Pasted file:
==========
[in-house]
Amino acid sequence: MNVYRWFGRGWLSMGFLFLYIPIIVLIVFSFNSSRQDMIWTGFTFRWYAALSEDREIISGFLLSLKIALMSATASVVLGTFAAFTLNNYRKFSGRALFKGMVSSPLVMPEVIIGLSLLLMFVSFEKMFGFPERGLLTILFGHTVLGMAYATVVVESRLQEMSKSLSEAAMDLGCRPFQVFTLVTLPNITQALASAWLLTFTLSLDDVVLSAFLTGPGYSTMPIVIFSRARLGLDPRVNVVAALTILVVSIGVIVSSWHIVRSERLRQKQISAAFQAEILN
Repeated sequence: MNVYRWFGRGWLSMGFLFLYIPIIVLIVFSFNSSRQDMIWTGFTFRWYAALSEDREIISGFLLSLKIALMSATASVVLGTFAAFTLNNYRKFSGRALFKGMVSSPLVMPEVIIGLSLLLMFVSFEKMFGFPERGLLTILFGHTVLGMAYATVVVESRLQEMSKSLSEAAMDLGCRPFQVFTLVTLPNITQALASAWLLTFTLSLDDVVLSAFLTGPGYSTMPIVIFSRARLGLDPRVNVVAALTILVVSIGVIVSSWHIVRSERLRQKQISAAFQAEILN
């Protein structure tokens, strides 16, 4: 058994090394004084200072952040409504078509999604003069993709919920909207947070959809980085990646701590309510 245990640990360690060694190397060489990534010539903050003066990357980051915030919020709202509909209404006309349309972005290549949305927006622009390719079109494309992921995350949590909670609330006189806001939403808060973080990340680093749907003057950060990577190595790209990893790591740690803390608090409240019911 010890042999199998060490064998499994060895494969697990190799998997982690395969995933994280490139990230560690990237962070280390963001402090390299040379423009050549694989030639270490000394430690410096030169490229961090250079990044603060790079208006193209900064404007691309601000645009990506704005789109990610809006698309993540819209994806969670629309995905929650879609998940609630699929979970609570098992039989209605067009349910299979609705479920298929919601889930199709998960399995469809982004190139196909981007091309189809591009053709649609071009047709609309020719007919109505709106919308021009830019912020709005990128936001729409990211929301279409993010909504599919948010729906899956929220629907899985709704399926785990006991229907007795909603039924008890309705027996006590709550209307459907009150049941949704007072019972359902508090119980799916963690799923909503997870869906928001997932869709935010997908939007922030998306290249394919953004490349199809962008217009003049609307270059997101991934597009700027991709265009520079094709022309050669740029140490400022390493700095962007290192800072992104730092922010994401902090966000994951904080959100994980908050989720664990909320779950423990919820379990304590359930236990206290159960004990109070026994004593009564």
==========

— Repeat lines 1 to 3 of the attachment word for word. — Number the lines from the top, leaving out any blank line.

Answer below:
[in-house]
Amino acid sequence: MNVYRWFGRGWLSMGFLFLYIPIIVLIVFSFNSSRQDMIWTGFTFRWYAALSEDREIISGFLLSLKIALMSATASVVLGTFAAFTLNNYRKFSGRALFKGMVSSPLVMPEVIIGLSLLLMFVSFEKMFGFPERGLLTILFGHTVLGMAYATVVVESRLQEMSKSLSEAAMDLGCRPFQVFTLVTLPNITQALASAWLLTFTLSLDDVVLSAFLTGPGYSTMPIVIFSRARLGLDPRVNVVAALTILVVSIGVIVSSWHIVRSERLRQKQISAAFQAEILN
Repeated sequence: MNVYRWFGRGWLSMGFLFLYIPIIVLIVFSFNSSRQDMIWTGFTFRWYAALSEDREIISGFLLSLKIALMSATASVVLGTFAAFTLNNYRKFSGRALFKGMVSSPLVMPEVIIGLSLLLMFVSFEKMFGFPERGLLTILFGHTVLGMAYATVVVESRLQEMSKSLSEAAMDLGCRPFQVFTLVTLPNITQALASAWLLTFTLSLDDVVLSAFLTGPGYSTMPIVIFSRARLGLDPRVNVVAALTILVVSIGVIVSSWHIVRSERLRQKQISAAFQAEILN